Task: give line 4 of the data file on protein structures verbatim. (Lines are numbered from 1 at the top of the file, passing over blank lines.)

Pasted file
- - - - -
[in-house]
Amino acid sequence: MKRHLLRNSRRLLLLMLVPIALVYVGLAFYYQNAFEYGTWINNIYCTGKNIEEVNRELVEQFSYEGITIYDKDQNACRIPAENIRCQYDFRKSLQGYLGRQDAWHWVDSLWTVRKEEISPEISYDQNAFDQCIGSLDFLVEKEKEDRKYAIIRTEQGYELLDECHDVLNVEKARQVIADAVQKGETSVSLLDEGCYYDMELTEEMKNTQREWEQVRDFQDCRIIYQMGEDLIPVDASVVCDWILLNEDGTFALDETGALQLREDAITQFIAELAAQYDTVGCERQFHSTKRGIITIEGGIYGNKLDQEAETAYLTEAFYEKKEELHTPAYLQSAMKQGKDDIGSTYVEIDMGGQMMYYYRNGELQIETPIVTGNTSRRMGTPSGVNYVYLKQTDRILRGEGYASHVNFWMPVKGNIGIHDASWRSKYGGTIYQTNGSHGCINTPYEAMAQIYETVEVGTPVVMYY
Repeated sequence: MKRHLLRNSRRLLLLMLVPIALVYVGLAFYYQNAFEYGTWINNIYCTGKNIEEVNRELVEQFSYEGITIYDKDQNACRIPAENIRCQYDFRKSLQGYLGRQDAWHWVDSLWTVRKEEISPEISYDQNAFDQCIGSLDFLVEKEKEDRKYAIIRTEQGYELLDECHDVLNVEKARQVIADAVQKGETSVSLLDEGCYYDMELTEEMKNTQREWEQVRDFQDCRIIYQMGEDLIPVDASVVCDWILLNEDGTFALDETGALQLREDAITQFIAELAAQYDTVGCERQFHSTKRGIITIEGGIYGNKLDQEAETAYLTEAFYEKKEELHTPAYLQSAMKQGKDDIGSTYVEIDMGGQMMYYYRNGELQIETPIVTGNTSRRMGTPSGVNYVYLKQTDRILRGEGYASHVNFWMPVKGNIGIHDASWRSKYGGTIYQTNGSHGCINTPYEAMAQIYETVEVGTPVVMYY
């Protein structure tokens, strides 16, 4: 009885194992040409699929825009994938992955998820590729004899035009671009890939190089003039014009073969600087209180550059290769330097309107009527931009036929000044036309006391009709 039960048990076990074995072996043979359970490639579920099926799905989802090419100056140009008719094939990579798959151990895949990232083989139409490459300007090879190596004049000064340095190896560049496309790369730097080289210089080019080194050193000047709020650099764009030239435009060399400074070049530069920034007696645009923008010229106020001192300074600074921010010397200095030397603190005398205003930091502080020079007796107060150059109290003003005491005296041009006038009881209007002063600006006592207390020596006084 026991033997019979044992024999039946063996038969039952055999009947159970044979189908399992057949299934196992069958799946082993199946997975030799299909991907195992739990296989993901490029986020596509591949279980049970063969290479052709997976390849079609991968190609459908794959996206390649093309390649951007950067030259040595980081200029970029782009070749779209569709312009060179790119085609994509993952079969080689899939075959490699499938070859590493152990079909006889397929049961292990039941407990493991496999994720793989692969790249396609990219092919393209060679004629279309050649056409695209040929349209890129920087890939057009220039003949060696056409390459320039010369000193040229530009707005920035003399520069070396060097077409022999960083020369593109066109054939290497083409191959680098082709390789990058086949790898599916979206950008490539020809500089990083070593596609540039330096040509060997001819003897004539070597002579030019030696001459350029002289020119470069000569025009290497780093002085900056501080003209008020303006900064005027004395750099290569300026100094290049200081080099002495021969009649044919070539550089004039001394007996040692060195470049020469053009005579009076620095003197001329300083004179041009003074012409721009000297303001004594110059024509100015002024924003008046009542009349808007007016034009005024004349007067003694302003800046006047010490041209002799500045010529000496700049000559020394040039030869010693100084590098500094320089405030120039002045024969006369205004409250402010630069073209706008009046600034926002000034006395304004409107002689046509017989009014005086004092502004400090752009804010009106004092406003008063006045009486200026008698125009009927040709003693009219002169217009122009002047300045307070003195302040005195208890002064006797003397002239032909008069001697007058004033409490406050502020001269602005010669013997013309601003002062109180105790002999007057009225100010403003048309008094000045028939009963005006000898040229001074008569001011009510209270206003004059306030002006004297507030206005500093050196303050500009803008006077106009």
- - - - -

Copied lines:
């Protein structure tokens, strides 16, 4: 009885194992040409699929825009994938992955998820590729004899035009671009890939190089003039014009073969600087209180550059290769330097309107009527931009036929000044036309006391009709 039960048990076990074995072996043979359970490639579920099926799905989802090419100056140009008719094939990579798959151990895949990232083989139409490459300007090879190596004049000064340095190896560049496309790369730097080289210089080019080194050193000047709020650099764009030239435009060399400074070049530069920034007696645009923008010229106020001192300074600074921010010397200095030397603190005398205003930091502080020079007796107060150059109290003003005491005296041009006038009881209007002063600006006592207390020596006084 026991033997019979044992024999039946063996038969039952055999009947159970044979189908399992057949299934196992069958799946082993199946997975030799299909991907195992739990296989993901490029986020596509591949279980049970063969290479052709997976390849079609991968190609459908794959996206390649093309390649951007950067030259040595980081200029970029782009070749779209569709312009060179790119085609994509993952079969080689899939075959490699499938070859590493152990079909006889397929049961292990039941407990493991496999994720793989692969790249396609990219092919393209060679004629279309050649056409695209040929349209890129920087890939057009220039003949060696056409390459320039010369000193040229530009707005920035003399520069070396060097077409022999960083020369593109066109054939290497083409191959680098082709390789990058086949790898599916979206950008490539020809500089990083070593596609540039330096040509060997001819003897004539070597002579030019030696001459350029002289020119470069000569025009290497780093002085900056501080003209008020303006900064005027004395750099290569300026100094290049200081080099002495021969009649044919070539550089004039001394007996040692060195470049020469053009005579009076620095003197001329300083004179041009003074012409721009000297303001004594110059024509100015002024924003008046009542009349808007007016034009005024004349007067003694302003800046006047010490041209002799500045010529000496700049000559020394040039030869010693100084590098500094320089405030120039002045024969006369205004409250402010630069073209706008009046600034926002000034006395304004409107002689046509017989009014005086004092502004400090752009804010009106004092406003008063006045009486200026008698125009009927040709003693009219002169217009122009002047300045307070003195302040005195208890002064006797003397002239032909008069001697007058004033409490406050502020001269602005010669013997013309601003002062109180105790002999007057009225100010403003048309008094000045028939009963005006000898040229001074008569001011009510209270206003004059306030002006004297507030206005500093050196303050500009803008006077106009």